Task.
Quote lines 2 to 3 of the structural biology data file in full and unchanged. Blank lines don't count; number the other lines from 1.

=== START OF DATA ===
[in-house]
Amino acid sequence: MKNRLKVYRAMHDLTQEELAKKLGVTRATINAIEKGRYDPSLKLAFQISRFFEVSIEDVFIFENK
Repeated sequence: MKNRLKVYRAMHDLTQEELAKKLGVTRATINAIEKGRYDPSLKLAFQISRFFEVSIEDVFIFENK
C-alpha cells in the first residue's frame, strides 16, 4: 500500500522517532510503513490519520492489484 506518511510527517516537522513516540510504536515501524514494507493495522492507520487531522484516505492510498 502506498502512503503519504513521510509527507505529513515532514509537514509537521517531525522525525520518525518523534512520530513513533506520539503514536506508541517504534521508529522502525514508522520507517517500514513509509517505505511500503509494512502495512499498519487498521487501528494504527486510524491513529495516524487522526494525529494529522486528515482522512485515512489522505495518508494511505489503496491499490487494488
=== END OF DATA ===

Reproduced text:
Amino acid sequence: MKNRLKVYRAMHDLTQEELAKKLGVTRATINAIEKGRYDPSLKLAFQISRFFEVSIEDVFIFENK
Repeated sequence: MKNRLKVYRAMHDLTQEELAKKLGVTRATINAIEKGRYDPSLKLAFQISRFFEVSIEDVFIFENK